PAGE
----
David Bayley and Robert Perito argue in The Police In War that community policing is precisely what is needed during counter-insurgency operations, but implementing programs to improve police/community relations in a place like Afghanistan is not an easy sell, as US Army Captain A. Heather Coyne (no pun intended), with the NATO Training Mission–Afghanistan, explains in this initial “from the field” account (click here for her text). We have met the enemy, she suggests, and they are us:  our concepts, processes and programs are serious obstacles, which in this case have been happily surmounted.

Others with field perspective:  please contact me (daniel@peacefare.net) if you would like to publish here.

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The end is nigh…

Not really, but 2010 is coming to a close.  Never easy to look ahead a year, but let me give it a try.  It’ll make for a nice mea culpa post a year from now.  And if I cherry pick a bit maybe I’ll be able to claim clairvoyance!

  • Iran:  the biggest headache of the year to come.  If its nuclear program is not slowed or stopped, things are going to get tense.  Both Israel and the U.S. have preferred sanctions, covert action and diplomatic pressure to military action.  If no agreement is reached on enrichment, that might change by the end of 2011.  No Green Revolution, the clerics hang on, using the Revolutionary Guards to defend the revolution (duh).
  • Pakistan:  it isn’t getting better and it could well get worse.  The security forces don’t like the way the civilians aren’t handling things, and the civilians are in perpetual crisis.  Look for increased internal tension, but no Army takeover, and some success in American efforts to get more action against AQ and the Taliban inside Pakistan.  Judging from a report in the New York Times, we may not always be pleased with the methods the Pakistanis use.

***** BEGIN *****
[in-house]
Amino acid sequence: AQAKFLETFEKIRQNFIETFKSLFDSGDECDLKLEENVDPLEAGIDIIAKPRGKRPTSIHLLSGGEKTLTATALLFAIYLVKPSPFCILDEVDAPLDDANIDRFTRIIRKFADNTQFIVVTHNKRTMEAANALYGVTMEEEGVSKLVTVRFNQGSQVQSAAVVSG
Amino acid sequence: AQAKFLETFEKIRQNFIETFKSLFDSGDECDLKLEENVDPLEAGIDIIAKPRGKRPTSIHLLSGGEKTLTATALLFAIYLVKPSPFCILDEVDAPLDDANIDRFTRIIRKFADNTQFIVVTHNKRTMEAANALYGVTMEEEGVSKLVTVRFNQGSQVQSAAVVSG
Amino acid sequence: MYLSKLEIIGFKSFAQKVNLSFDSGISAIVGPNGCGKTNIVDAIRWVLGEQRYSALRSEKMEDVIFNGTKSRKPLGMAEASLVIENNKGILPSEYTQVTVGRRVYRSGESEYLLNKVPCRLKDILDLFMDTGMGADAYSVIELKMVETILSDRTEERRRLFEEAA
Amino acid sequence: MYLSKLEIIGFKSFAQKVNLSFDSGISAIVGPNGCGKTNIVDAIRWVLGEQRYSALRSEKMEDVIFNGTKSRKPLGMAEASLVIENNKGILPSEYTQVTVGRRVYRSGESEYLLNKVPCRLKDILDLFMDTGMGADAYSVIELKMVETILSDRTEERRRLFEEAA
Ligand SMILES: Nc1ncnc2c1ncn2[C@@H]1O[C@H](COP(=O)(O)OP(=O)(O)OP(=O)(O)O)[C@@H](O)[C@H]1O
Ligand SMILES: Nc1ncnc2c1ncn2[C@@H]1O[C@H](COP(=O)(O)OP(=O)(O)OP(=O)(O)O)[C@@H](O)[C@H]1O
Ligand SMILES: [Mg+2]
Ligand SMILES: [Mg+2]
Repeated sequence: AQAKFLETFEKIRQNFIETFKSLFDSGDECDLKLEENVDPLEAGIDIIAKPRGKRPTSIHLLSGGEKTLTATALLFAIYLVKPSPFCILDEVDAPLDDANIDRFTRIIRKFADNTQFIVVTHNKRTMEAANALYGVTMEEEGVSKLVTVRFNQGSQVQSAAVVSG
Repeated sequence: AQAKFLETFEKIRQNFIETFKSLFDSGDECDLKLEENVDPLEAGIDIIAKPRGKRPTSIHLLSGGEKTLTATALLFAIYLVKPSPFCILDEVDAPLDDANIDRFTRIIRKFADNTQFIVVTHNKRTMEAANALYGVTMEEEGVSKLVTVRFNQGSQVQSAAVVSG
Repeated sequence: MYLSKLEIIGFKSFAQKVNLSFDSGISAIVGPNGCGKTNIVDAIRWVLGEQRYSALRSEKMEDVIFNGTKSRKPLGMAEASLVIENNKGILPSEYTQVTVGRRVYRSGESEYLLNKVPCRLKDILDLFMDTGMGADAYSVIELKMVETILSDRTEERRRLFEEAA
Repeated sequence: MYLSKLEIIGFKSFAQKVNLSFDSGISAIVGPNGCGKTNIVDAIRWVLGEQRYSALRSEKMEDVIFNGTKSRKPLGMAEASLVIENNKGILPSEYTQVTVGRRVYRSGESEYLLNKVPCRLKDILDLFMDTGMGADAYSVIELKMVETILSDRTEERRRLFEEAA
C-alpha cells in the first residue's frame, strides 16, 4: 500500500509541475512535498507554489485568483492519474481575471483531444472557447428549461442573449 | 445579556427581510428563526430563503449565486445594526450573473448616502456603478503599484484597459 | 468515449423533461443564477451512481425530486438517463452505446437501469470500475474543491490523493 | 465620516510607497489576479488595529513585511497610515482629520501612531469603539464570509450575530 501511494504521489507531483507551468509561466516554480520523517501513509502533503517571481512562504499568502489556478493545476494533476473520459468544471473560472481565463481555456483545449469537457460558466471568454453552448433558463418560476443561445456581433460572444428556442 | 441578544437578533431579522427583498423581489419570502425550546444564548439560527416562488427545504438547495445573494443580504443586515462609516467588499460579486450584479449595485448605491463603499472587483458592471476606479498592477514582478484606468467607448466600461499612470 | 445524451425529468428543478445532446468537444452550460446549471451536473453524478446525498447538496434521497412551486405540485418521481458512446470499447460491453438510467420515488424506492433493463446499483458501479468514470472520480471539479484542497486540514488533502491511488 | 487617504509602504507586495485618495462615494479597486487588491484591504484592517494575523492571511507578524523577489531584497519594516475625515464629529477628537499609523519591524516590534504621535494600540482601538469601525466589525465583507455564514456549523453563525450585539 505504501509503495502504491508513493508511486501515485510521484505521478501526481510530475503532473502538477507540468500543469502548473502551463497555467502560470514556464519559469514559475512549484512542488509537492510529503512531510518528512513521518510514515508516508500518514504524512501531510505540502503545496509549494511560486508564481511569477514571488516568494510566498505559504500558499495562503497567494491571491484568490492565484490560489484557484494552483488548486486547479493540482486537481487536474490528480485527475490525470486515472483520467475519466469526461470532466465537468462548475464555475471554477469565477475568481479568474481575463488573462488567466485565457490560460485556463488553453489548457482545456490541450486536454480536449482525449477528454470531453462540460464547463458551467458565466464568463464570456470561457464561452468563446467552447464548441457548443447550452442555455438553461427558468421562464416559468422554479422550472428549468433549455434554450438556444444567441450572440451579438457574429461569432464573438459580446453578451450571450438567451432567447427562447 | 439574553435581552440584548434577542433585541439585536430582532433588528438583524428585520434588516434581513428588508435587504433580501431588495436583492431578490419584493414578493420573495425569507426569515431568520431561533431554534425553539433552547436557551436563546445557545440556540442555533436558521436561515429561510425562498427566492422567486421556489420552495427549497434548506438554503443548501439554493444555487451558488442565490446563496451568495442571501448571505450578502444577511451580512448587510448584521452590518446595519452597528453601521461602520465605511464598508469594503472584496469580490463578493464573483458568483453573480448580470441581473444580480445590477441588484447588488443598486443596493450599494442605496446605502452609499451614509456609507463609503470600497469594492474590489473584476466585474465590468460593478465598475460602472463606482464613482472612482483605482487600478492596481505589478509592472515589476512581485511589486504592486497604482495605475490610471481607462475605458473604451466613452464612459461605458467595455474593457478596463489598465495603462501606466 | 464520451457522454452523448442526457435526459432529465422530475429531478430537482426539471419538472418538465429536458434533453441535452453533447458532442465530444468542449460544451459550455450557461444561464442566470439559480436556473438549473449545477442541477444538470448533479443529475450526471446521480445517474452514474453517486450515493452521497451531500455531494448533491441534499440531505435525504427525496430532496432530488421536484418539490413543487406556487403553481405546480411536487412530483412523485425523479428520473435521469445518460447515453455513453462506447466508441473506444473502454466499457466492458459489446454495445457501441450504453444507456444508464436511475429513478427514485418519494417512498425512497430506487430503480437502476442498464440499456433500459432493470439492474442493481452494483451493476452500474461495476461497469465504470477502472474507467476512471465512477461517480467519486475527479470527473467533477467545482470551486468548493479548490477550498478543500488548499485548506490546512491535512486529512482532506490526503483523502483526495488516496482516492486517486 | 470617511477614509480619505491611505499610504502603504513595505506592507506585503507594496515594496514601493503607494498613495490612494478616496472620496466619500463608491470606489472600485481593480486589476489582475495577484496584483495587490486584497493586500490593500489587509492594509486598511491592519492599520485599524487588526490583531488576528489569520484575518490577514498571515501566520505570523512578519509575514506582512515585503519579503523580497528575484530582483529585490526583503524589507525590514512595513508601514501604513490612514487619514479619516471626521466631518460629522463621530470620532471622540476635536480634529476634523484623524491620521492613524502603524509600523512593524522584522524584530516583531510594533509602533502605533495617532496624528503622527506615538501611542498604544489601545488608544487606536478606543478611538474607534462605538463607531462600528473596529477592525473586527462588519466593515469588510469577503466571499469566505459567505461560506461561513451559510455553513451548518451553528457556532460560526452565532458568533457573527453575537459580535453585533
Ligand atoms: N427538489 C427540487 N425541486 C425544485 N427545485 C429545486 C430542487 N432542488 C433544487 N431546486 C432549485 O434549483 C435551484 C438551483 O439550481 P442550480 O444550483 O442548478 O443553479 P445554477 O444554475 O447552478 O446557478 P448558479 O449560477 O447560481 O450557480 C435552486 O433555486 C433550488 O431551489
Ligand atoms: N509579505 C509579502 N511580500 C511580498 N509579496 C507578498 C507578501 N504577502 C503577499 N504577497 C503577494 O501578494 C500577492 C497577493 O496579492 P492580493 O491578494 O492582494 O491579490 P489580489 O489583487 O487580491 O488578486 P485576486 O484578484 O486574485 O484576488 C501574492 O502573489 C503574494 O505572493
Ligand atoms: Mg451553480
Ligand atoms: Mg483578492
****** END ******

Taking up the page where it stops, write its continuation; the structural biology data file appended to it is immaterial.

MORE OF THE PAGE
• North Korea:  no migraine, but pesky nonetheless, and South Korea is a lot less quiescent than it used to be.  Pretty good odds on some sort of military action during the year, but the South and the Americans will try to avoid the nightmare of a devastating artillery barrage against Seoul.
  • Afghanistan:  sure there will be military progress, enough to allow at least a minimal withdrawal from a handful of provinces by July.  But it is hard to see how Karzai becomes much more legitimate or effective.  There is a lot of heavy lifting to do before provincial government is improved, but by the end of the year we might see some serious progress in that direction, again in a handful of provinces.
  • Iraq:  no one expects much good of this government, which is large, unwieldy and fragmented.  But just for this reason, I expect Maliki to get away with continuing to govern more or less on his own, relying on different parts of his awkward coalition on different issues.  The big unknown:  can Baghdad settle, or finesse, the disputes over territory with Erbil (Kurdistan)?